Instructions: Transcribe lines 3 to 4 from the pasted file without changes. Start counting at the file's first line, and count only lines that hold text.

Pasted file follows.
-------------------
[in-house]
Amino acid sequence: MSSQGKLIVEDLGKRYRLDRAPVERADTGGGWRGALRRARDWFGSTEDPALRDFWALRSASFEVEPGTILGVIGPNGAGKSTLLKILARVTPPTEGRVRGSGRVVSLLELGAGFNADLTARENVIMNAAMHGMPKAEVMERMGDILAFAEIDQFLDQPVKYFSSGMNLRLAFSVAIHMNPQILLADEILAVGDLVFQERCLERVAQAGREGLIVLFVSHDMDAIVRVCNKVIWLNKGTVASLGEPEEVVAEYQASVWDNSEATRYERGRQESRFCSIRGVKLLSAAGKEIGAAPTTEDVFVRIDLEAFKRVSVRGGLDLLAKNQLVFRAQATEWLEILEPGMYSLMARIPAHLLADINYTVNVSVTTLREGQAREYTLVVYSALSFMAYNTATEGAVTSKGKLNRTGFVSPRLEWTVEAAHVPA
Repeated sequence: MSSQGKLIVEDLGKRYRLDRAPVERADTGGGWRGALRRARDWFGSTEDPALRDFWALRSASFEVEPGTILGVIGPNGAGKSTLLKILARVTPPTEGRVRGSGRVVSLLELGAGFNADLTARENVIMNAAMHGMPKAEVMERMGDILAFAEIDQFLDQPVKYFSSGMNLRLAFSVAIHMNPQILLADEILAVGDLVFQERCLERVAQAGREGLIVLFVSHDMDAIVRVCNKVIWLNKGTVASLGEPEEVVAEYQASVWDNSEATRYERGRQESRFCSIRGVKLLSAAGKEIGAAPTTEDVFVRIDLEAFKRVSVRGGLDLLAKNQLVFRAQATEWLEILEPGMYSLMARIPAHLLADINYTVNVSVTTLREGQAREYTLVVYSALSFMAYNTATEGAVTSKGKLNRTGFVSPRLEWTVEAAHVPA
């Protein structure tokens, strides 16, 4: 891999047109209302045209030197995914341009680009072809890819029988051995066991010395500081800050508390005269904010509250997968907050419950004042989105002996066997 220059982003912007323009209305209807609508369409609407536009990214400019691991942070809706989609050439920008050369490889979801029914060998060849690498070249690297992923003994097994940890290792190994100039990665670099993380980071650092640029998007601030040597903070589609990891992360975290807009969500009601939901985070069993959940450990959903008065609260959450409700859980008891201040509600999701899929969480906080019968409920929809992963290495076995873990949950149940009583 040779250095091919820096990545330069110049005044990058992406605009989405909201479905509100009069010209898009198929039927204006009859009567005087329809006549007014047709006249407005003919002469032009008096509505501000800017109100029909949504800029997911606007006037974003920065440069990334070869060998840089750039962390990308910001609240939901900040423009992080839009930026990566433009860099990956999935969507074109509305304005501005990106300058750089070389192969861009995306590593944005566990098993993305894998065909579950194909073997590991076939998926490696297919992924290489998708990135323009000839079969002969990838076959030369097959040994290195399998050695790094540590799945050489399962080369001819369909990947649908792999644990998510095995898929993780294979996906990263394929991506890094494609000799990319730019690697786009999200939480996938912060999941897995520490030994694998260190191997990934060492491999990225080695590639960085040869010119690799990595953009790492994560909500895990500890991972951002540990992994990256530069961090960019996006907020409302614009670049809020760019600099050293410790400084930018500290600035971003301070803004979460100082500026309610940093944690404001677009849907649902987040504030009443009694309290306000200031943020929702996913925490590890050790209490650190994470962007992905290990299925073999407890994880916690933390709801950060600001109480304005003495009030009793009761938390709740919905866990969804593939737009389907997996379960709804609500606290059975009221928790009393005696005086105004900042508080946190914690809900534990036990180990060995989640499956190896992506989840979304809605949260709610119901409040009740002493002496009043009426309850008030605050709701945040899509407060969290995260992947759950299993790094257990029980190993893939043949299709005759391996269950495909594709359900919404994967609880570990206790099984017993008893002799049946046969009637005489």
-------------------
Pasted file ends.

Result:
Repeated sequence: MSSQGKLIVEDLGKRYRLDRAPVERADTGGGWRGALRRARDWFGSTEDPALRDFWALRSASFEVEPGTILGVIGPNGAGKSTLLKILARVTPPTEGRVRGSGRVVSLLELGAGFNADLTARENVIMNAAMHGMPKAEVMERMGDILAFAEIDQFLDQPVKYFSSGMNLRLAFSVAIHMNPQILLADEILAVGDLVFQERCLERVAQAGREGLIVLFVSHDMDAIVRVCNKVIWLNKGTVASLGEPEEVVAEYQASVWDNSEATRYERGRQESRFCSIRGVKLLSAAGKEIGAAPTTEDVFVRIDLEAFKRVSVRGGLDLLAKNQLVFRAQATEWLEILEPGMYSLMARIPAHLLADINYTVNVSVTTLREGQAREYTLVVYSALSFMAYNTATEGAVTSKGKLNRTGFVSPRLEWTVEAAHVPA
């Protein structure tokens, strides 16, 4: 891999047109209302045209030197995914341009680009072809890819029988051995066991010395500081800050508390005269904010509250997968907050419950004042989105002996066997 220059982003912007323009209305209807609508369409609407536009990214400019691991942070809706989609050439920008050369490889979801029914060998060849690498070249690297992923003994097994940890290792190994100039990665670099993380980071650092640029998007601030040597903070589609990891992360975290807009969500009601939901985070069993959940450990959903008065609260959450409700859980008891201040509600999701899929969480906080019968409920929809992963290495076995873990949950149940009583 040779250095091919820096990545330069110049005044990058992406605009989405909201479905509100009069010209898009198929039927204006009859009567005087329809006549007014047709006249407005003919002469032009008096509505501000800017109100029909949504800029997911606007006037974003920065440069990334070869060998840089750039962390990308910001609240939901900040423009992080839009930026990566433009860099990956999935969507074109509305304005501005990106300058750089070389192969861009995306590593944005566990098993993305894998065909579950194909073997590991076939998926490696297919992924290489998708990135323009000839079969002969990838076959030369097959040994290195399998050695790094540590799945050489399962080369001819369909990947649908792999644990998510095995898929993780294979996906990263394929991506890094494609000799990319730019690697786009999200939480996938912060999941897995520490030994694998260190191997990934060492491999990225080695590639960085040869010119690799990595953009790492994560909500895990500890991972951002540990992994990256530069961090960019996006907020409302614009670049809020760019600099050293410790400084930018500290600035971003301070803004979460100082500026309610940093944690404001677009849907649902987040504030009443009694309290306000200031943020929702996913925490590890050790209490650190994470962007992905290990299925073999407890994880916690933390709801950060600001109480304005003495009030009793009761938390709740919905866990969804593939737009389907997996379960709804609500606290059975009221928790009393005696005086105004900042508080946190914690809900534990036990180990060995989640499956190896992506989840979304809605949260709610119901409040009740002493002496009043009426309850008030605050709701945040899509407060969290995260992947759950299993790094257990029980190993893939043949299709005759391996269950495909594709359900919404994967609880570990206790099984017993008893002799049946046969009637005489």